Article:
British & Scottish Politics

Hide tag: 
Show
Another month, another set of Lord Ashcroft's constituency polls. These ones have somehow managed to raise the electoral temperature in Scotland still further. This time the news is even more severe for Labour, with the polls now indicating that the Scottish National Party (SNP) is set to win 56 of 59 Scottish seats. At present, the SNP has six whilst Labour has 41. If the result is anything close to what the polls are suggesting, Labour’s night will be nothing short of catastrophic.
Read More

The pressure is on Ed Miliband to rule out any post-election deal with the SNP. With the Tories and Labour head-to-head and Lord Ashcroft's polling showing the nationalists claiming 50 of 59 seats north of the border, it's likely Nicola Sturgeon's party could be kingmaker on May 8th. This would almost certainly take the form of confidence-and-supply agreement, rather than an outright coalition, which Ed Balls has pretty much ruled out. But it's enough to put the frighteners on London.
 
Read More

The engagement of young people with politics during the referendum has had some dramatic results from increased party membership to a reduction in the voting age. Alan Mackie and Jim Crowther of the Institute of Education at The University of Edinburgh, find out how it happened and consider whether it will last.
 
Read More

There is considerably more to building coalitions than simple arithmetic, explains Bettina Petersohn. Prospective prime ministers may have an eye on strategy as much as stability and they would do well to consider the impact of post-election deal making in the devolved assemblies.
 
Read More

Press Release - Experts Raise Concerns over “Confusing” Settlement

Constitutional experts have raised concerns over the division of responsibilities between the UK and Scottish Governments, following the publication of draft legislation on greater devolution to Scotland. Academics have suggested that the draft legislation raises more questions than it answers in several areas.

The most evident of these areas of confusion is the concept of ‘no detriment’, the notion that the actions of one government should not harm another.

On Devolution

Pages

Latest blogs

  • 22nd January 2019

    The UK is increasingly polarised by Brexit identities and they seem to have become stronger than party identities, a new academic report finds. Only one in 16 people did not have a Brexit identity, while more than one in five said they had no party identity. Sir John Curtice’s latest analysis of public opinion on a further referendum finds there has been no decisive shift in favour of another referendum. The report, Brexit and public opinion 2019, by The UK in a Changing Europe, provides an authoritative, comprehensive and up-to-date guide to public opinion on each of the key issues around Brexit. CCC Fellow, Dr Coree Brown Swan contributed a chapter on "the SNP, Brexit and the politics of independence"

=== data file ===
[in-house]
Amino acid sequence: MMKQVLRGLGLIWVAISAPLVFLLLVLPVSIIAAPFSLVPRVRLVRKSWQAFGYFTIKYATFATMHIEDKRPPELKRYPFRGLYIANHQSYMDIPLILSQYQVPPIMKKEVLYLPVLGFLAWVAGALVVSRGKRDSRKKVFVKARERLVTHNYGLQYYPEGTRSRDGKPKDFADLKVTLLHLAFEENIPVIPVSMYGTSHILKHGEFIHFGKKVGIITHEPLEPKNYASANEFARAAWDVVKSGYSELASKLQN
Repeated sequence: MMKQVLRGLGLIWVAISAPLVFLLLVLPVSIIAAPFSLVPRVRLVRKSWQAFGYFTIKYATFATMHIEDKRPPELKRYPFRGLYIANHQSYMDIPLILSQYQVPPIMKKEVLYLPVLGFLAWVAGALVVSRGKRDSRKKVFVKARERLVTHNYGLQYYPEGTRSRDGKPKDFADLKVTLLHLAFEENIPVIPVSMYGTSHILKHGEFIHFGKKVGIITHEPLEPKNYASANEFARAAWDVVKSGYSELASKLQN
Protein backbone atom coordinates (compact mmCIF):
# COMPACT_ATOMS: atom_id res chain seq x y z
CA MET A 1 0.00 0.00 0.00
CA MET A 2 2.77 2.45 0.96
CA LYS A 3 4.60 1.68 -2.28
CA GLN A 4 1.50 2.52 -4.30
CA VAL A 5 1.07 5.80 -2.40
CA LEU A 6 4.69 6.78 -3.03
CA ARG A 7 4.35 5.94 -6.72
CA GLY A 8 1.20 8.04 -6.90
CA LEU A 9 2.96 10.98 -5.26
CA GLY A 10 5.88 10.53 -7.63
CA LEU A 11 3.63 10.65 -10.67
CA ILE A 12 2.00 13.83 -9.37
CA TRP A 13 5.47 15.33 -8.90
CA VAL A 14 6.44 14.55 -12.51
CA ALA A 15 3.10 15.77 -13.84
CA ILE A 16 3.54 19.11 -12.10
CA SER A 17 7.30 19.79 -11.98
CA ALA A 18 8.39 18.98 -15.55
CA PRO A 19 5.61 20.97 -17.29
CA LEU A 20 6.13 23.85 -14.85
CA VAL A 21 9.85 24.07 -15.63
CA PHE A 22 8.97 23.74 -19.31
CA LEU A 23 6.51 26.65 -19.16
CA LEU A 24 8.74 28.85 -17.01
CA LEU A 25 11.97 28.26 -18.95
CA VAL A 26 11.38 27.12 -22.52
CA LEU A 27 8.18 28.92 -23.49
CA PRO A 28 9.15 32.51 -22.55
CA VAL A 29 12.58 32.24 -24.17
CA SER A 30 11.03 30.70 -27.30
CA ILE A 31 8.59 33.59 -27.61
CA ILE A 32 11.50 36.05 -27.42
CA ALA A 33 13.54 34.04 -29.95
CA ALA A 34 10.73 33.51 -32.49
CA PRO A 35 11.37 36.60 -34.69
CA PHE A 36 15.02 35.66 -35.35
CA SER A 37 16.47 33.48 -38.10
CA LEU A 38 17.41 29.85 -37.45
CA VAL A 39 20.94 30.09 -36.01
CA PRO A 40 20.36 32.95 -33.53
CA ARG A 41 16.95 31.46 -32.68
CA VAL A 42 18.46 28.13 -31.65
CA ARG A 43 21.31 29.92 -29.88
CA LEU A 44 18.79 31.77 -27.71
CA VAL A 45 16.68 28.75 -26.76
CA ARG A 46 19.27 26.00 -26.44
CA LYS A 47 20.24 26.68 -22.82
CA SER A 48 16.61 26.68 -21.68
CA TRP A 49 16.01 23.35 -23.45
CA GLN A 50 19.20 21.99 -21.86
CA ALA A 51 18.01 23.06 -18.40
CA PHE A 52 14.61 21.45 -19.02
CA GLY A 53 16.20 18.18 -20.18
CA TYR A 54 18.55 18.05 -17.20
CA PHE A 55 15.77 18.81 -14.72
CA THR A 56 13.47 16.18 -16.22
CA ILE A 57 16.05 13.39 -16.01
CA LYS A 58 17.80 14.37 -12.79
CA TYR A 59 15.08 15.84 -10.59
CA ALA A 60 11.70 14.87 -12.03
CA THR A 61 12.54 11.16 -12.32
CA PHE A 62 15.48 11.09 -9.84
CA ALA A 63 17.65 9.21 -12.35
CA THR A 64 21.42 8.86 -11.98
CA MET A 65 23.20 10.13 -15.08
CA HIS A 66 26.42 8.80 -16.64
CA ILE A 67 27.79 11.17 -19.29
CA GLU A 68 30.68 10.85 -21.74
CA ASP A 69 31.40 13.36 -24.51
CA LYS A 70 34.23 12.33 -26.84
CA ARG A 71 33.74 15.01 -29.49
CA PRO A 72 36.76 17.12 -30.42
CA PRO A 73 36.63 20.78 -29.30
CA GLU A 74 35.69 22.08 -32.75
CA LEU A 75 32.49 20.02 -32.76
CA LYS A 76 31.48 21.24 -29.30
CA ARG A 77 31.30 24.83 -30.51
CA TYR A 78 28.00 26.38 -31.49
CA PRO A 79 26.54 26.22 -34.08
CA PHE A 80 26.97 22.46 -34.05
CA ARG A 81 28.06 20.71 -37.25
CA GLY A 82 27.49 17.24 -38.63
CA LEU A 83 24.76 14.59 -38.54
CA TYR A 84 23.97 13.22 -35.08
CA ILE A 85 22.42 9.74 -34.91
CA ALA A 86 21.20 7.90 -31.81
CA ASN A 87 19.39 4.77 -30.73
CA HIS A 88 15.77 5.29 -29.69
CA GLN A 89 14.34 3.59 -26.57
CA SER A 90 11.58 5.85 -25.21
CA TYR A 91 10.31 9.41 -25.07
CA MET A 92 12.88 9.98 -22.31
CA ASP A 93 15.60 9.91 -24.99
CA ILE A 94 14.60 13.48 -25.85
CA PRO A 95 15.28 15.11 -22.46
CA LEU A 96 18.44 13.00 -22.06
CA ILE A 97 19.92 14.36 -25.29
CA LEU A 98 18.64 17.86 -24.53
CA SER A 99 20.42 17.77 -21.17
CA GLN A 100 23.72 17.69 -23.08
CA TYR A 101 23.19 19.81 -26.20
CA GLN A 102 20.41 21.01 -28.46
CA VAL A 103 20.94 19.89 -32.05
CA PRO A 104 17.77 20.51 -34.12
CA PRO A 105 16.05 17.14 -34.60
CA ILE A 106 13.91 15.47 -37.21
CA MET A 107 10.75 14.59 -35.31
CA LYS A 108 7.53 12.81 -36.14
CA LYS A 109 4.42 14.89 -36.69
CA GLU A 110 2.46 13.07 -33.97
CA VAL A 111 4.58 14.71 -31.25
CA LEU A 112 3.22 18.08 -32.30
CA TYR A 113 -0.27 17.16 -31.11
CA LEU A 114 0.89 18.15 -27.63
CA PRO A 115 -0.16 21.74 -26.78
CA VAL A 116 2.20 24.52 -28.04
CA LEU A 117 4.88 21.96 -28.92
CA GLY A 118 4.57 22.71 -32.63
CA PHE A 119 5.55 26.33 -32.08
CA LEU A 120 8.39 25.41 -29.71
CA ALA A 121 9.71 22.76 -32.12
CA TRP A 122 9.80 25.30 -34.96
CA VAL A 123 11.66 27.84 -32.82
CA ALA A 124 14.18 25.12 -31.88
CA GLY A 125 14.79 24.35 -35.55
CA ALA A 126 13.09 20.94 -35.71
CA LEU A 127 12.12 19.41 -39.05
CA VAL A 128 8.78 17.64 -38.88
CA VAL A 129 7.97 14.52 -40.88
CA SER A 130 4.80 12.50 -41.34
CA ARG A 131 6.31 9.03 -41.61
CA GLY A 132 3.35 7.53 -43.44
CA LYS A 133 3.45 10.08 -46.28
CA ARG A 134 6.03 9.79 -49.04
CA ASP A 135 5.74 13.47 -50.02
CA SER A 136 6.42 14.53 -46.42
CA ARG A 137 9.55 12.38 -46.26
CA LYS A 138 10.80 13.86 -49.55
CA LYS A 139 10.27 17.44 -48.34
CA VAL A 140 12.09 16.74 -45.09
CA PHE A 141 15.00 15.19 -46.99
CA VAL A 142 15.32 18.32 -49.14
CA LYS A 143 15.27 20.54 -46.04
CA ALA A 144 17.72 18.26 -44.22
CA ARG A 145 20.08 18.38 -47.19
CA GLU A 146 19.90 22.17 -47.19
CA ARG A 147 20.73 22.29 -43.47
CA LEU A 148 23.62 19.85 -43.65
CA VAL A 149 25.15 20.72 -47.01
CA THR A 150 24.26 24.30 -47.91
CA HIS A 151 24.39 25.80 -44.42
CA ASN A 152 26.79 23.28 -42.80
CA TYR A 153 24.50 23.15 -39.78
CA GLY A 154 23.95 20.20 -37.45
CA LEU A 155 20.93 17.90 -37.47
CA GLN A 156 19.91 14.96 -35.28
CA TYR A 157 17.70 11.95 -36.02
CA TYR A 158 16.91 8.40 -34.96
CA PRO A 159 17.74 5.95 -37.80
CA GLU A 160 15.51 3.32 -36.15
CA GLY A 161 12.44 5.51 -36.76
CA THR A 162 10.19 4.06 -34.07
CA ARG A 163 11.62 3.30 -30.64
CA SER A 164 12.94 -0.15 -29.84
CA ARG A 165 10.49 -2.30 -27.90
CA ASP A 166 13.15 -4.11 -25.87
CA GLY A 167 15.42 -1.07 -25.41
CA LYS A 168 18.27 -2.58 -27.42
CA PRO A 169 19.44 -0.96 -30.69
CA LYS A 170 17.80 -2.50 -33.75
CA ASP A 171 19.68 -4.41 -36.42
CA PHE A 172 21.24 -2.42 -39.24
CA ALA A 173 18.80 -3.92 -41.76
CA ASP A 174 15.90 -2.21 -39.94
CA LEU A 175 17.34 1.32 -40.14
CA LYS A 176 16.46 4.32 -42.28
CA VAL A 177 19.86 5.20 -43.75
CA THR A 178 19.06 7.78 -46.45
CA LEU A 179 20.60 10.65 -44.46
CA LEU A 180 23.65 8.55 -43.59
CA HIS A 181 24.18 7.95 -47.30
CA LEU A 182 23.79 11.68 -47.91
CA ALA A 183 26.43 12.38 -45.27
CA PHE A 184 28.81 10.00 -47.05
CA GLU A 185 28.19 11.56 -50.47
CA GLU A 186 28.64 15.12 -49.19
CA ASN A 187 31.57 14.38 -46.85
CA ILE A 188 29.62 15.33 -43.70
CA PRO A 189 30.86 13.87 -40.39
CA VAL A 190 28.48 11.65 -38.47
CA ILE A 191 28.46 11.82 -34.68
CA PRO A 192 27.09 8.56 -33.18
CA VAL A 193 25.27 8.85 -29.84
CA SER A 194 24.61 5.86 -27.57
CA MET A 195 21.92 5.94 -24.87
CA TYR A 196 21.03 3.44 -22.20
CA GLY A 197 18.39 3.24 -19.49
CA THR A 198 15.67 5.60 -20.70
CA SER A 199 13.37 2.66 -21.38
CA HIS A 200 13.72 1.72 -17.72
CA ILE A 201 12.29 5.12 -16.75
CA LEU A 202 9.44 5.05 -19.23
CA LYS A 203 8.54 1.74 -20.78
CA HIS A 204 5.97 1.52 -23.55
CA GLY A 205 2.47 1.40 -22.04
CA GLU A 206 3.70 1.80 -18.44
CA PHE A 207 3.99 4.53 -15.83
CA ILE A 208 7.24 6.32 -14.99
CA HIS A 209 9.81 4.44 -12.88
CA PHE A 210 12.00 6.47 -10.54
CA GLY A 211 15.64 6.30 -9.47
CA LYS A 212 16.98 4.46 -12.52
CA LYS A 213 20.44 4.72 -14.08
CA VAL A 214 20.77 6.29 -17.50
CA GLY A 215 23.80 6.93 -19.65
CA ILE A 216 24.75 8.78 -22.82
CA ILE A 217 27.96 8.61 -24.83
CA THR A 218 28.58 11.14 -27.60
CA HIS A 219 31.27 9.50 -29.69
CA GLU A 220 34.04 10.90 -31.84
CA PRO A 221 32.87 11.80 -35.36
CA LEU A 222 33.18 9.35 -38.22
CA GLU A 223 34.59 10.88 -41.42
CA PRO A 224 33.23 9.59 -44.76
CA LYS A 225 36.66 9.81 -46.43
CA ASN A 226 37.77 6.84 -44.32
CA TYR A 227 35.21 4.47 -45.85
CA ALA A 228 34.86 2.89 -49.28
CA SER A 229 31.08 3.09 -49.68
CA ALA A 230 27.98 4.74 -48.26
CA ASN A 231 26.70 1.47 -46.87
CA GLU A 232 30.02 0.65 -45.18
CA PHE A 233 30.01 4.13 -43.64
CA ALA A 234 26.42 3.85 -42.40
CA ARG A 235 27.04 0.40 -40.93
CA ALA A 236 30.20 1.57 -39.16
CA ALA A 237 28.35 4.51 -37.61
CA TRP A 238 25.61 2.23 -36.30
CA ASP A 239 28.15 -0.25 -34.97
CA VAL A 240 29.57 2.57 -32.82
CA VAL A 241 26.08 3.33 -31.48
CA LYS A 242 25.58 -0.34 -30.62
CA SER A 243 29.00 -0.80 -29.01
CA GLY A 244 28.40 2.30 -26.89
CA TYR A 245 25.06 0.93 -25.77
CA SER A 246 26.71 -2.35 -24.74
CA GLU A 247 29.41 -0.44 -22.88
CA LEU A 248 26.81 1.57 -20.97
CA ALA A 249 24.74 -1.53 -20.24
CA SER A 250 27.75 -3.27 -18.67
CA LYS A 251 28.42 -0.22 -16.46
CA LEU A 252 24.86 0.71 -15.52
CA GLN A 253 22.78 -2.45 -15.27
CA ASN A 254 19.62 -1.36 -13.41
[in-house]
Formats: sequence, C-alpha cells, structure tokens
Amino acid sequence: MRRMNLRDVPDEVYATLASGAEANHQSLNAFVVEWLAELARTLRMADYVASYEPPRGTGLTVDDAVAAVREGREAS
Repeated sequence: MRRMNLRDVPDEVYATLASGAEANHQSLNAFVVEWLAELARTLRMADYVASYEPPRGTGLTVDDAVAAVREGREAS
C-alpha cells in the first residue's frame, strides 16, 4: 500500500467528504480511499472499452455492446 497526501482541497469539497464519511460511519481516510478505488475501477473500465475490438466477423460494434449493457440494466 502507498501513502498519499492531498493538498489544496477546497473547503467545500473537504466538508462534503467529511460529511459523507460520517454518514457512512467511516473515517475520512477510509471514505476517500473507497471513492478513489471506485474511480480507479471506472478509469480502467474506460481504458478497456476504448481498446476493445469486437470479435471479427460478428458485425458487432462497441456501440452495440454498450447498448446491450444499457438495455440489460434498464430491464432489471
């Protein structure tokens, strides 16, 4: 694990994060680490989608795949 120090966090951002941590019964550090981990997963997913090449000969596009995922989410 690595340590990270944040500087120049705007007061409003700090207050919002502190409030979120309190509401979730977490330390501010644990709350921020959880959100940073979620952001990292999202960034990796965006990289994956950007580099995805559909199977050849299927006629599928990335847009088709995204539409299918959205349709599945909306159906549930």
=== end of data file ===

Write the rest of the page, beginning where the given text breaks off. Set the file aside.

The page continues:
• 22nd January 2019

    In the papers accompanying the draft Environment (Principles and Governance) Bill published at the end of 2018, the UK Government says that it is “exploring opportunities to co-design the final proposals with the devolved administrations.” There are clear benefits in having strong co-operation and collaboration across the UK in the oversight of our environmental law and performance. Yet the challenge of finding a way forward in terms of working together is substantial since each part of the UK is in a different position at present. Given where things stand today, it may be better to accept that a good resolution is not possible immediately and to revisit the issue at a later stage - so long as there is a strong commitment to return and not allow interim arrangements to become fixed. Colin Reid, Professor of Environmental Law at the University of Dundee examines the issues.

  • 17th January 2019

    Richard Parry assesses a memorable day in UK parliamentary history as the Commons splits 432-202 on 15 January 2019 against the Government's recommended Brexit route. It was the most dramatic night at Westminster since the Labour government’s defeat on a confidence motion in 1979.

  • 17th January 2019

    What is the Irish government’s Brexit wish-list? The suggestion that Irish unity, as opposed to safeguarding political and economic stability, is the foremost concern of the Irish government is to misunderstand and misrepresent the motivations of this key Brexit stakeholder, writes Mary C. Murphy (University College Cork).

  • 17th January 2019

    Brexit is in trouble but not because of the Irish backstop, argues the CCC's Michael Keating.

Read More Posts